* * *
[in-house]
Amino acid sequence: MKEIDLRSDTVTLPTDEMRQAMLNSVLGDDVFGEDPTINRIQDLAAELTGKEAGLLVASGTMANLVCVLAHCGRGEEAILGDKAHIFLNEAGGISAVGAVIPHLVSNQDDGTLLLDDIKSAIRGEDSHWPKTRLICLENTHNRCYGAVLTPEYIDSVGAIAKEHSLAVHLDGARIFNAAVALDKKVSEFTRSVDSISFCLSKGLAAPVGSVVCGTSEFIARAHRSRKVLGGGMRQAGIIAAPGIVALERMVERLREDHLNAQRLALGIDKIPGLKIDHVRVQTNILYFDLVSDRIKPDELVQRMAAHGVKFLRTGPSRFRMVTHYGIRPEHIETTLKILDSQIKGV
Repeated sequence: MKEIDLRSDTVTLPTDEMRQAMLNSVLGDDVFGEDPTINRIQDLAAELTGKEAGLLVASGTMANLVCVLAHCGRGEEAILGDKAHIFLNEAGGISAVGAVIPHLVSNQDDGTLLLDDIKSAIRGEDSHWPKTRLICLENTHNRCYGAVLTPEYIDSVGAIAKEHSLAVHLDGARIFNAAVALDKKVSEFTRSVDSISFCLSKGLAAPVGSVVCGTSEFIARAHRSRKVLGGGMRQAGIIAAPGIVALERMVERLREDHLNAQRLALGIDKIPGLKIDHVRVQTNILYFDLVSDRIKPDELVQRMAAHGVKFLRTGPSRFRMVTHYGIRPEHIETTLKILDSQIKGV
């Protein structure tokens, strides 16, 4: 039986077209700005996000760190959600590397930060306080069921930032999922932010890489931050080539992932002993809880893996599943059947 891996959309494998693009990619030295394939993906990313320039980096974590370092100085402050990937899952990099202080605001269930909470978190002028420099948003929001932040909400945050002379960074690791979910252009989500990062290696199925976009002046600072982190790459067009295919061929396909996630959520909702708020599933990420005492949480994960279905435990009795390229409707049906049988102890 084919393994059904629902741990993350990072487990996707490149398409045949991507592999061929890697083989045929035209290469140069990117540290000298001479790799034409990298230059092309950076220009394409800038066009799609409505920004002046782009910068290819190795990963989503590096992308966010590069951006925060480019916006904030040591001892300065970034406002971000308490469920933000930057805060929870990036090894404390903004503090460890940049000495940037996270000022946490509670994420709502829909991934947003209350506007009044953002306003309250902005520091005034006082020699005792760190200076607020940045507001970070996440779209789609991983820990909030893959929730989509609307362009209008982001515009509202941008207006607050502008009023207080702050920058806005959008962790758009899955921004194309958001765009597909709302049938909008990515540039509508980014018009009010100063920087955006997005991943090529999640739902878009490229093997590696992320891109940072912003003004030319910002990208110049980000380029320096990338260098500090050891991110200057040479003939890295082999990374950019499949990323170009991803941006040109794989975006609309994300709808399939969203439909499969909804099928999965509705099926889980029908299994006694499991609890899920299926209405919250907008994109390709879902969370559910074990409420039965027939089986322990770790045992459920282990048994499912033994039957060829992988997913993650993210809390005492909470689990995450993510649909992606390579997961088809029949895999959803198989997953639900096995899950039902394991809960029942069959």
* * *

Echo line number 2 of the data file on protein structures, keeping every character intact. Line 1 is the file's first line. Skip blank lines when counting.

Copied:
Amino acid sequence: MKEIDLRSDTVTLPTDEMRQAMLNSVLGDDVFGEDPTINRIQDLAAELTGKEAGLLVASGTMANLVCVLAHCGRGEEAILGDKAHIFLNEAGGISAVGAVIPHLVSNQDDGTLLLDDIKSAIRGEDSHWPKTRLICLENTHNRCYGAVLTPEYIDSVGAIAKEHSLAVHLDGARIFNAAVALDKKVSEFTRSVDSISFCLSKGLAAPVGSVVCGTSEFIARAHRSRKVLGGGMRQAGIIAAPGIVALERMVERLREDHLNAQRLALGIDKIPGLKIDHVRVQTNILYFDLVSDRIKPDELVQRMAAHGVKFLRTGPSRFRMVTHYGIRPEHIETTLKILDSQIKGV